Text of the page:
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January 1, 2006

Sentencing notes on CJ Roberts' first year-end report

Today Chief Justice John Roberts issued his first "Year-End Report on the Federal Judiciary," and MSNBC has the full text here.  I especially liked the first line: "New Year's Day in America means football, parades, and, of course, the Year-End Report on the Federal Judiciary."  How Appealing has collected here some media coverage of the report, most of which focuses on the money issues that Roberts discusses.

To my disappointment, there wasn't any exploration of sentencing issues in the main part of Roberts' report, even though the Booker decision dramatically impacted the work of federal courts and the US Sentencing Commission.  (Recall that the USSC is a part of the judiciary, and CJ Rehnquist in his year-end reports regularly discusses the USSC's work for the year.)

The Appendix to Roberts' report, which reviews the judiciary's workload, does have a number of sentencing-related items.  The workload statistics reveal the impact of both Booker and Katrina.  Here are excerpts:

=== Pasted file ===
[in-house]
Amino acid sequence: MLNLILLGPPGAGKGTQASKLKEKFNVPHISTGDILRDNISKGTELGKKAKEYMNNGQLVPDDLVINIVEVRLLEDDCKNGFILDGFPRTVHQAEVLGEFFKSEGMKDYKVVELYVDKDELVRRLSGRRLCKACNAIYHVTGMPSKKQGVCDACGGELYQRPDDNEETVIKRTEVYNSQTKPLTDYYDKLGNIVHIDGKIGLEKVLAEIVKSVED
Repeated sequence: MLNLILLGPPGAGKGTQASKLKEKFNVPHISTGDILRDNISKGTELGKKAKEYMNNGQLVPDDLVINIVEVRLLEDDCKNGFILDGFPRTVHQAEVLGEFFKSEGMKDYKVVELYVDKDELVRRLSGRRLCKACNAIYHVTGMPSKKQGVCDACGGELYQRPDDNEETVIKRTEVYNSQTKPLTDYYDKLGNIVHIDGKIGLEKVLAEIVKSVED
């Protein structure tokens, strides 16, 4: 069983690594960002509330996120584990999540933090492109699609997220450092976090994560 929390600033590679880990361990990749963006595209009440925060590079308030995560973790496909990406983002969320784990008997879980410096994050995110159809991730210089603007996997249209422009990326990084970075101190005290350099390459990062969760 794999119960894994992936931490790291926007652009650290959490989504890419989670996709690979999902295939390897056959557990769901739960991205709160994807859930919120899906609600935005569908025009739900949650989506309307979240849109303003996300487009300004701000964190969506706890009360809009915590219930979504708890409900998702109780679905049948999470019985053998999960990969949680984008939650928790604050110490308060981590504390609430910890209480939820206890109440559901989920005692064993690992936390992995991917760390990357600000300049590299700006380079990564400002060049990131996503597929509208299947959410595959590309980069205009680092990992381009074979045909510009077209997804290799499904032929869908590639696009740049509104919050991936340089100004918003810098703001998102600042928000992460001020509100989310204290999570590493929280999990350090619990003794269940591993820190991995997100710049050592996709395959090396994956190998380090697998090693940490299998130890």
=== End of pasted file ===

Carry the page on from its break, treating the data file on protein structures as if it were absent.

Filings in the regional courts of appeals rose 9 percent to an all-time high of 68,473.... This increased stemmed from upswings in criminal appeals, original proceedings, and prisoner petitions following the U.S. Supreme Court’s decision in Blakely v. Washington, 542 U.S. 296 (2004) and U.S. v. Booker, 543 U.S. 220 (2005), and from continued growth in appeals of administrative agency decisions involving the Board of Immigration Appeals (BIA).  As large as the increase is, it would have been higher had not the Court of Appeals for the Fifth Circuit’s operations been affected by Hurricane Katrina. That court's data include 92 appeals filings for the month of September, significantly lower than the 700 to 1,000 it reported for each month from October 2004 to August 2005. Nationwide, criminal appeals rose 28 percent to 16,060. The largest increases were in cases involving drugs (up 31 percent to 6,099), immigration (up 55 percent to 2,896), firearms and explosives (up 23 percent to 2,505), and property (up 15 percent to 1,967)....

Criminal case filings declined 2 percent to 69,575, and defendants in these cases declined one percent to 92,226. This drop was likely attributable in part to the effects of Hurricane Katrina.  After Katrina, district courts in the Fifth and Eleventh Circuits reported fewer cases than normal.  The decrease in filings in 2005 lowered the cases per authorized judgeship from 105 to 102.  The median case disposition time for defendants rose from 6.2 months in 2004 to 6.8 months in 2005, as courts took longer to process post-Booker cases.

January 1, 2006 at 08:59 AM | Permalink


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